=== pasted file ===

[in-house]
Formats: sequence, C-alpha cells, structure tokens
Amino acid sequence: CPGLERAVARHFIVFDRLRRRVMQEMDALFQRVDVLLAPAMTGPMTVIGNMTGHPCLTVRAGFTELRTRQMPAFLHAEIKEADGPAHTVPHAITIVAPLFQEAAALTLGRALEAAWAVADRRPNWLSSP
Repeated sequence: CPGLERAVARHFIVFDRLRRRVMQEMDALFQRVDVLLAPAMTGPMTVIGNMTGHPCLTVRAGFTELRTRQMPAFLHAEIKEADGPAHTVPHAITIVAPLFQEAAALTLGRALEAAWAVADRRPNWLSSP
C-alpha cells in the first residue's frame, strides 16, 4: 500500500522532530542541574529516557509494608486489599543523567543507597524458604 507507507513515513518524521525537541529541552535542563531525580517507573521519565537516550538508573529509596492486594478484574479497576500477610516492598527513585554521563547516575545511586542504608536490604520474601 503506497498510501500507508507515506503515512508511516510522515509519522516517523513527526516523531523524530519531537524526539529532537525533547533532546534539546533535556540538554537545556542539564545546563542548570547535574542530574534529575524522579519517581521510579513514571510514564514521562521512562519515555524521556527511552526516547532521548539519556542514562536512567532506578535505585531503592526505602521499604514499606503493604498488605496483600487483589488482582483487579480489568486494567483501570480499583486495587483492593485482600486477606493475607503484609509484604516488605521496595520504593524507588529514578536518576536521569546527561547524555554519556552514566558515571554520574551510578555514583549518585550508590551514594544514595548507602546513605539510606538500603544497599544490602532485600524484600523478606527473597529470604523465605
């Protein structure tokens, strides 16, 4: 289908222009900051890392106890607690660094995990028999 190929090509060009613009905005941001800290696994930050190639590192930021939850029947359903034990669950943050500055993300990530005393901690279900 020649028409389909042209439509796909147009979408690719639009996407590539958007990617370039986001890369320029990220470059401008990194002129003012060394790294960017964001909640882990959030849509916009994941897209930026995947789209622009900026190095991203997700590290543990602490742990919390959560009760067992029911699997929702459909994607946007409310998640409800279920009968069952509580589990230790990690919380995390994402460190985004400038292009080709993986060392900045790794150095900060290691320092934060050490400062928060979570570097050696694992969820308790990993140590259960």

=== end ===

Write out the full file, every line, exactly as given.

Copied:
[in-house]
Formats: sequence, C-alpha cells, structure tokens
Amino acid sequence: CPGLERAVARHFIVFDRLRRRVMQEMDALFQRVDVLLAPAMTGPMTVIGNMTGHPCLTVRAGFTELRTRQMPAFLHAEIKEADGPAHTVPHAITIVAPLFQEAAALTLGRALEAAWAVADRRPNWLSSP
Repeated sequence: CPGLERAVARHFIVFDRLRRRVMQEMDALFQRVDVLLAPAMTGPMTVIGNMTGHPCLTVRAGFTELRTRQMPAFLHAEIKEADGPAHTVPHAITIVAPLFQEAAALTLGRALEAAWAVADRRPNWLSSP
C-alpha cells in the first residue's frame, strides 16, 4: 500500500522532530542541574529516557509494608486489599543523567543507597524458604 507507507513515513518524521525537541529541552535542563531525580517507573521519565537516550538508573529509596492486594478484574479497576500477610516492598527513585554521563547516575545511586542504608536490604520474601 503506497498510501500507508507515506503515512508511516510522515509519522516517523513527526516523531523524530519531537524526539529532537525533547533532546534539546533535556540538554537545556542539564545546563542548570547535574542530574534529575524522579519517581521510579513514571510514564514521562521512562519515555524521556527511552526516547532521548539519556542514562536512567532506578535505585531503592526505602521499604514499606503493604498488605496483600487483589488482582483487579480489568486494567483501570480499583486495587483492593485482600486477606493475607503484609509484604516488605521496595520504593524507588529514578536518576536521569546527561547524555554519556552514566558515571554520574551510578555514583549518585550508590551514594544514595548507602546513605539510606538500603544497599544490602532485600524484600523478606527473597529470604523465605
């Protein structure tokens, strides 16, 4: 289908222009900051890392106890607690660094995990028999 190929090509060009613009905005941001800290696994930050190639590192930021939850029947359903034990669950943050500055993300990530005393901690279900 020649028409389909042209439509796909147009979408690719639009996407590539958007990617370039986001890369320029990220470059401008990194002129003012060394790294960017964001909640882990959030849509916009994941897209930026995947789209622009900026190095991203997700590290543990602490742990919390959560009760067992029911699997929702459909994607946007409310998640409800279920009968069952509580589990230790990690919380995390994402460190985004400038292009080709993986060392900045790794150095900060290691320092934060050490400062928060979570570097050696694992969820308790990993140590259960």